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Florence Theberge"Role of memory reconsolidation and epigenetic regulation in cue-induced drug seeking"

Abstract :

In the first part of my talk, I will discuss my doctoral dissertation work performed at the University of Cambridge in which I employed various behavioral procedures to assess the role of the neuroplasticity-associated gene zif268 in the amygdala and the nucleus accumbens in reconsolidation of memories underlying cocaine-cues associations.
The main findings from this work are two-fold. First, zif268 knockdown in the amygdala and the nucleus accumbens at memory reactivation impaired the subsequent expression of a previously learned cocaine-induced conditioned place preference. Second, in contrary to the knockdown of Zif268 in the amygdala, the knockdown of Zif268 in the nucleus accumbens at memory reactivation did not affect the conditioned reinforcing properties of a CS previously paired with cocaine.

In the second part of this talk, I will present preliminary findings of my current postdoctoral research project at the National Institute on Drug Abuse. In this project I study the role of brain-derived neurotrophic factor (BDNF) and methyl-CpG-binding protein 2 (MeCP2) in the amygdala in incubation of heroin craving (time dependent increases in cue-induced heroin seeking after withdrawal).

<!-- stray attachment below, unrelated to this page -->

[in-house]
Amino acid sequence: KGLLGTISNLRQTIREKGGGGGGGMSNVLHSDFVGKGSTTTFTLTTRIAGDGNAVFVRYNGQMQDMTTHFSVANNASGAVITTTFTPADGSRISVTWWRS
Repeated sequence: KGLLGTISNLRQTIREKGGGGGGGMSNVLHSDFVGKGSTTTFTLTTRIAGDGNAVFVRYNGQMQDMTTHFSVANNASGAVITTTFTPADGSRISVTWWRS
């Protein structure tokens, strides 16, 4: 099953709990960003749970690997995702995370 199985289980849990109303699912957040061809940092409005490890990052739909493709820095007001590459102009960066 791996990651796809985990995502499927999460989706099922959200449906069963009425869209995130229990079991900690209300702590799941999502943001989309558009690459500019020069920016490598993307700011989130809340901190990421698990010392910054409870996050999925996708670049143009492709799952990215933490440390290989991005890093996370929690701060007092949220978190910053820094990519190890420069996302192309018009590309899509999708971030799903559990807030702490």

Selected publications

The basolateral amygdala and nucleus accumbens core mediate dissociable aspects of drug memory reconsolidation. Théberge FRM, Milton AL, Belin D, Lee JLC, and Everitt BJ. Learning and Memory, 17 (9): 444-53, 2010

Scientific focus :

May 2009 – Present
Postdoctoral Fellow, IRP/NIDA/NIH, Baltimore, Maryland, USA.
Supervised by Doctor Yavin Shaham.
My postdoctoral project investigates the epigenetic modifications associated to the incubation of heroin craving in a rat model.
January 2005 – December 2008
PhD, Department of Experimental Psychology, University of Cambridge, UK.
Supervised by Professor Barry J. Everitt.
My PhD research investigated the neural basis of reconsolidation processes cue-drug memories, especially the molecular mechanisms underlying memory in the nucleus accumbens core (NAcbC).
MPhil Neuropsychopharmacology and Drug Addiction.
University Victor Segalen, Bordeaux 2, France.
Studentship, Experimental Psychology department, CNRS unit 6036, Rouen, France.
Supervised by Professor Jean Costentin. During my six months studentship, I set-up and validated a behavioural model of impulsivity (T-maze, delayed to reward) and investigated the influence of impulsivity level on drugs vulnerability.
MSc Molecular Biology and Physiology (First Class Honours)
University of Fundamental Life Sciences, Poitiers, France
Lab work experience, Physiology department, Faculty of medicine, Poitiers University, France.
Introduction to organ transplant fundamental research.
BSc Molecular Biology and Physiology (First Class Honours).
University of Fundamental Life Sciences, Poitiers, France.

Véronique Deroche-Gamonet